It's true that elephants are naturals, especially the babies. Everyone loves elephants... except of course those unspeakable killers and butchers, the ivory poachers, and people living and farming along the seasonal routes taken by the family herds or the bands of young males. Ian Douglas Hamilton and his daughter Saba are devoted to them, and so are the other members of the Samburu team, of whom we see a lot. The narrative of the three episodes is roughly chronological, but we are shown a fair selection of the problems the team encounters, including real emergencies where there is a real threat to elephant life. They also go to considerable lengths to find solutions to the problems that are inevitable when the elephants leave the reserve.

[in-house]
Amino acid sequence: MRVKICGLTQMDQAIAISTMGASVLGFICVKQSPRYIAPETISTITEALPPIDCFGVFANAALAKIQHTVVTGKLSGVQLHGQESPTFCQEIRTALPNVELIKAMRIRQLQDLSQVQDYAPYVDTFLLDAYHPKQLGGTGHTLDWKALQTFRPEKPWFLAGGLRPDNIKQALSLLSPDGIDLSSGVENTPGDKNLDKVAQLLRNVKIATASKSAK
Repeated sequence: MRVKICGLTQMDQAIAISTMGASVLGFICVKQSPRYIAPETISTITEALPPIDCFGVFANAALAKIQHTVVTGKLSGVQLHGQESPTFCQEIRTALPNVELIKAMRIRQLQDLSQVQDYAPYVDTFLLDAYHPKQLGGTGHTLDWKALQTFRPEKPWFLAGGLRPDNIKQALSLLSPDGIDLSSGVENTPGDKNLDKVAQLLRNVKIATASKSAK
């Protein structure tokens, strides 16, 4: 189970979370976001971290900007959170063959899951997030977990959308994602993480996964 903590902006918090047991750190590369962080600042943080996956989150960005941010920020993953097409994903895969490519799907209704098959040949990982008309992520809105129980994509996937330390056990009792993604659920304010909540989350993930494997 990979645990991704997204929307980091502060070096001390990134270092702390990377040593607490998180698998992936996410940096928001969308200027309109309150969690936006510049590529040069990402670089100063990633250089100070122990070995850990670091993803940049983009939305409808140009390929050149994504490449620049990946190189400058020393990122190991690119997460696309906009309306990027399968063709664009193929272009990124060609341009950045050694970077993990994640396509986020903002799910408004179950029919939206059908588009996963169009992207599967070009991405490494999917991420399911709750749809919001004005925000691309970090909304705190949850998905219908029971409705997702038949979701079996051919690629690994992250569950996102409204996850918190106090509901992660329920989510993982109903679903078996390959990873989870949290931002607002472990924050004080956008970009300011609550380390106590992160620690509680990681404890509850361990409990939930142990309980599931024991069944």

The film is well shot, and the narration does not jar, though it is a little flat andf slightly po-faced at times. I thought it was a pity that the section on mating balked at showing the final act, the copulation, which is one of the funniest sights in the animal world - unless you're an elephant, of course; but that is a very minor quibble. By wife and I were both sad when it ended, and we'll watch it again. Heartily recommended!